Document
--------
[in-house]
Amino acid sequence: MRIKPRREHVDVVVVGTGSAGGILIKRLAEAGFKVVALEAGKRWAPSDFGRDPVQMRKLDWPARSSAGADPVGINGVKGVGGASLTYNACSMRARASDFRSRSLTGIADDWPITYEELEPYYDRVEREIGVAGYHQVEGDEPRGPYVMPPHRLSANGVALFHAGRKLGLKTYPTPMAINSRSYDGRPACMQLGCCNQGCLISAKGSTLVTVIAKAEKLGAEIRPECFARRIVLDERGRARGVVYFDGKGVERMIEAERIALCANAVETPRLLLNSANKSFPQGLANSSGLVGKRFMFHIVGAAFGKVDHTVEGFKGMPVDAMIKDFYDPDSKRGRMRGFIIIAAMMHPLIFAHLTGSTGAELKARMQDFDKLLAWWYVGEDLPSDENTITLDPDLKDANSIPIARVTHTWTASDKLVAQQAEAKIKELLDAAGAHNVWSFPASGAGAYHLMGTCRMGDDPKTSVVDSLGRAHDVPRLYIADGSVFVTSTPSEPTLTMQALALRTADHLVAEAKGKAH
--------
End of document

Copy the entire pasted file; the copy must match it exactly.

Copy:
[in-house]
Amino acid sequence: MRIKPRREHVDVVVVGTGSAGGILIKRLAEAGFKVVALEAGKRWAPSDFGRDPVQMRKLDWPARSSAGADPVGINGVKGVGGASLTYNACSMRARASDFRSRSLTGIADDWPITYEELEPYYDRVEREIGVAGYHQVEGDEPRGPYVMPPHRLSANGVALFHAGRKLGLKTYPTPMAINSRSYDGRPACMQLGCCNQGCLISAKGSTLVTVIAKAEKLGAEIRPECFARRIVLDERGRARGVVYFDGKGVERMIEAERIALCANAVETPRLLLNSANKSFPQGLANSSGLVGKRFMFHIVGAAFGKVDHTVEGFKGMPVDAMIKDFYDPDSKRGRMRGFIIIAAMMHPLIFAHLTGSTGAELKARMQDFDKLLAWWYVGEDLPSDENTITLDPDLKDANSIPIARVTHTWTASDKLVAQQAEAKIKELLDAAGAHNVWSFPASGAGAYHLMGTCRMGDDPKTSVVDSLGRAHDVPRLYIADGSVFVTSTPSEPTLTMQALALRTADHLVAEAKGKAH